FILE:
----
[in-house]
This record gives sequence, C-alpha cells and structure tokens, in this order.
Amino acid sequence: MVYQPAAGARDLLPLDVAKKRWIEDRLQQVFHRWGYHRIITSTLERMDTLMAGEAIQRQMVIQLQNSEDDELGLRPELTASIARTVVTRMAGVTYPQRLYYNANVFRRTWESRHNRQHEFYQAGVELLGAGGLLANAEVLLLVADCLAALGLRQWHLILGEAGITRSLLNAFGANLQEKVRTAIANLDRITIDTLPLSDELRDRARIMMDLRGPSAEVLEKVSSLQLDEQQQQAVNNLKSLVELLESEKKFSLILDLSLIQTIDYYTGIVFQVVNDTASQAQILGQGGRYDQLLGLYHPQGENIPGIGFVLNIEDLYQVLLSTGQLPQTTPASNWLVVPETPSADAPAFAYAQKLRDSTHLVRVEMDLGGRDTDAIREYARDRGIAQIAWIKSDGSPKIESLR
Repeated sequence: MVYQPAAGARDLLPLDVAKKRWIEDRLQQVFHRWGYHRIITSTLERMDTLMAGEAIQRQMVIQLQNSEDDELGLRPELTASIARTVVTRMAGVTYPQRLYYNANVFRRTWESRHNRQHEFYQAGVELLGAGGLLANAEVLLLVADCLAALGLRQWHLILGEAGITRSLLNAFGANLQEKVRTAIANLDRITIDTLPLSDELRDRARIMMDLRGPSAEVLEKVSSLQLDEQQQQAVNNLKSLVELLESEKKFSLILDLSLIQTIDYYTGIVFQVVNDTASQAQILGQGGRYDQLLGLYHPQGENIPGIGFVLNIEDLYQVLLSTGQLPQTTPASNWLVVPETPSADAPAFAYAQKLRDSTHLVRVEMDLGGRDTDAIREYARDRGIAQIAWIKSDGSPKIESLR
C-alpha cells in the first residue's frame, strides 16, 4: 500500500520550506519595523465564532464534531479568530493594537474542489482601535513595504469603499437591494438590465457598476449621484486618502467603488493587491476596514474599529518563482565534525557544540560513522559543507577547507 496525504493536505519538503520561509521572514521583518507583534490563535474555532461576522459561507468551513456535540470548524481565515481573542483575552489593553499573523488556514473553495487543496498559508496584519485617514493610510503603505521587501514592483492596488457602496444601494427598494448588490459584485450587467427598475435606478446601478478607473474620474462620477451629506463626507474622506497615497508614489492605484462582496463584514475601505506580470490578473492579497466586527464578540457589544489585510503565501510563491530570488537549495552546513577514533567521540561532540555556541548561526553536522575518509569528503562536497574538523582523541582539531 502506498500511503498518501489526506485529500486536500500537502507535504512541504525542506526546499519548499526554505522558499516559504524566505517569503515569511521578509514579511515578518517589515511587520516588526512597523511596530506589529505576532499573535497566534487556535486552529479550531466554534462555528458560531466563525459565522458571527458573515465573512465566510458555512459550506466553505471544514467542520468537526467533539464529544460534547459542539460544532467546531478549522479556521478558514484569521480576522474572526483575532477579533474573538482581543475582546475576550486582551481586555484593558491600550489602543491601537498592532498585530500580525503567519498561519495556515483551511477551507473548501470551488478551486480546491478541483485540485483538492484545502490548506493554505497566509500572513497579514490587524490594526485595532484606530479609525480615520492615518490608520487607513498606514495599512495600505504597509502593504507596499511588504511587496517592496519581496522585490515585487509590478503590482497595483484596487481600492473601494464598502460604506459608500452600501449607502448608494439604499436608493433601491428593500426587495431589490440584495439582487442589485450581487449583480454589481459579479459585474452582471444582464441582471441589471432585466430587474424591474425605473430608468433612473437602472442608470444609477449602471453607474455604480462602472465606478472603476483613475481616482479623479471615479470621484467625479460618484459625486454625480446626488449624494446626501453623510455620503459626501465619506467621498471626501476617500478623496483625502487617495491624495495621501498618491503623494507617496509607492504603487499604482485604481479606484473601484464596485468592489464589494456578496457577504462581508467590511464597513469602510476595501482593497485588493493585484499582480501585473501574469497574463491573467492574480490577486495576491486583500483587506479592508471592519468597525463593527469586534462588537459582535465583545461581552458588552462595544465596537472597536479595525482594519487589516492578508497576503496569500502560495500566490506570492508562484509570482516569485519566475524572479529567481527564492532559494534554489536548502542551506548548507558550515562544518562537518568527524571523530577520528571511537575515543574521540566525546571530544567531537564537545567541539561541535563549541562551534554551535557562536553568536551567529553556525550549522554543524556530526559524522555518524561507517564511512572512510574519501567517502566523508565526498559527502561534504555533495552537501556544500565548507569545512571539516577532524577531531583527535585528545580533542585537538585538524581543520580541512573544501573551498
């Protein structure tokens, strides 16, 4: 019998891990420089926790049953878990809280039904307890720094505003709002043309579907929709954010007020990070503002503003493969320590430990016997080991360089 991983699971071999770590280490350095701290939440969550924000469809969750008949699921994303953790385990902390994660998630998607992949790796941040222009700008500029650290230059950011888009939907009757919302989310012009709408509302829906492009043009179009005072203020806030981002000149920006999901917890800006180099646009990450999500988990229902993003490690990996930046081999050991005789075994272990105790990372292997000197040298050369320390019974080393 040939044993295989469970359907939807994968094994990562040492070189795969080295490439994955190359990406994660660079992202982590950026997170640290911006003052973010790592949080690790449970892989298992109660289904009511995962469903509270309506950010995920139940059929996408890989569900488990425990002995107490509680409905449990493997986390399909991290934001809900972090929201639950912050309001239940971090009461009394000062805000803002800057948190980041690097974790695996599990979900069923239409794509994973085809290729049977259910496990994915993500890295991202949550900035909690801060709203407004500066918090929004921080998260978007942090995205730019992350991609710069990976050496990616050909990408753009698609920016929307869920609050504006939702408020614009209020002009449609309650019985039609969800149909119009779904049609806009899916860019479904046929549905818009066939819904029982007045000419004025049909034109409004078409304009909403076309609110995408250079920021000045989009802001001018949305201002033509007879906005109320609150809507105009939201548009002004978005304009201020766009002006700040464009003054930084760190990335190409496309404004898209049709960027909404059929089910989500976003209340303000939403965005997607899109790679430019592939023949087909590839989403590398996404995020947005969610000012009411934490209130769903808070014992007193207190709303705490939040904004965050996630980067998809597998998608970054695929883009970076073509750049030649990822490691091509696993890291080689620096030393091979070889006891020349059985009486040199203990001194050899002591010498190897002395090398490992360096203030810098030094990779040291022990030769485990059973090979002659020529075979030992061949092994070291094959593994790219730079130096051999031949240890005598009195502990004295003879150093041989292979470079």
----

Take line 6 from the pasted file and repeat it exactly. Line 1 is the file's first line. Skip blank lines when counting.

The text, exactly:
């Protein structure tokens, strides 16, 4: 019998891990420089926790049953878990809280039904307890720094505003709002043309579907929709954010007020990070503002503003493969320590430990016997080991360089 991983699971071999770590280490350095701290939440969550924000469809969750008949699921994303953790385990902390994660998630998607992949790796941040222009700008500029650290230059950011888009939907009757919302989310012009709408509302829906492009043009179009005072203020806030981002000149920006999901917890800006180099646009990450999500988990229902993003490690990996930046081999050991005789075994272990105790990372292997000197040298050369320390019974080393 040939044993295989469970359907939807994968094994990562040492070189795969080295490439994955190359990406994660660079992202982590950026997170640290911006003052973010790592949080690790449970892989298992109660289904009511995962469903509270309506950010995920139940059929996408890989569900488990425990002995107490509680409905449990493997986390399909991290934001809900972090929201639950912050309001239940971090009461009394000062805000803002800057948190980041690097974790695996599990979900069923239409794509994973085809290729049977259910496990994915993500890295991202949550900035909690801060709203407004500066918090929004921080998260978007942090995205730019992350991609710069990976050496990616050909990408753009698609920016929307869920609050504006939702408020614009209020002009449609309650019985039609969800149909119009779904049609806009899916860019479904046929549905818009066939819904029982007045000419004025049909034109409004078409304009909403076309609110995408250079920021000045989009802001001018949305201002033509007879906005109320609150809507105009939201548009002004978005304009201020766009002006700040464009003054930084760190990335190409496309404004898209049709960027909404059929089910989500976003209340303000939403965005997607899109790679430019592939023949087909590839989403590398996404995020947005969610000012009411934490209130769903808070014992007193207190709303705490939040904004965050996630980067998809597998998608970054695929883009970076073509750049030649990822490691091509696993890291080689620096030393091979070889006891020349059985009486040199203990001194050899002591010498190897002395090398490992360096203030810098030094990779040291022990030769485990059973090979002659020529075979030992061949092994070291094959593994790219730079130096051999031949240890005598009195502990004295003879150093041989292979470079």